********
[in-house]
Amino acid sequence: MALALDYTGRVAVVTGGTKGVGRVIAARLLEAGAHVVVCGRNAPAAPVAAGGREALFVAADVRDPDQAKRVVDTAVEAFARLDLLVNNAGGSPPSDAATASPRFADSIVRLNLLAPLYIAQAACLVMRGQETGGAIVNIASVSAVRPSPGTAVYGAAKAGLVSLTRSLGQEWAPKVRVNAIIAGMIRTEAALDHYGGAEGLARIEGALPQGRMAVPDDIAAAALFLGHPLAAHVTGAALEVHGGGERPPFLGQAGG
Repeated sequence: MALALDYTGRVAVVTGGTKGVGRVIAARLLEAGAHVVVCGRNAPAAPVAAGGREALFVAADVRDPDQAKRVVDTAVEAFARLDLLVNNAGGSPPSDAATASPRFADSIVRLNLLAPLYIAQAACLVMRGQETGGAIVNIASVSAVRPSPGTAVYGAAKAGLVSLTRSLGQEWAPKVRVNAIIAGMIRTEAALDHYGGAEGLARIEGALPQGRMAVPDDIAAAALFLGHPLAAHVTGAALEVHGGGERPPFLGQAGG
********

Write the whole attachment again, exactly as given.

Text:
[in-house]
Amino acid sequence: MALALDYTGRVAVVTGGTKGVGRVIAARLLEAGAHVVVCGRNAPAAPVAAGGREALFVAADVRDPDQAKRVVDTAVEAFARLDLLVNNAGGSPPSDAATASPRFADSIVRLNLLAPLYIAQAACLVMRGQETGGAIVNIASVSAVRPSPGTAVYGAAKAGLVSLTRSLGQEWAPKVRVNAIIAGMIRTEAALDHYGGAEGLARIEGALPQGRMAVPDDIAAAALFLGHPLAAHVTGAALEVHGGGERPPFLGQAGG
Repeated sequence: MALALDYTGRVAVVTGGTKGVGRVIAARLLEAGAHVVVCGRNAPAAPVAAGGREALFVAADVRDPDQAKRVVDTAVEAFARLDLLVNNAGGSPPSDAATASPRFADSIVRLNLLAPLYIAQAACLVMRGQETGGAIVNIASVSAVRPSPGTAVYGAAKAGLVSLTRSLGQEWAPKVRVNAIIAGMIRTEAALDHYGGAEGLARIEGALPQGRMAVPDDIAAAALFLGHPLAAHVTGAALEVHGGGERPPFLGQAGG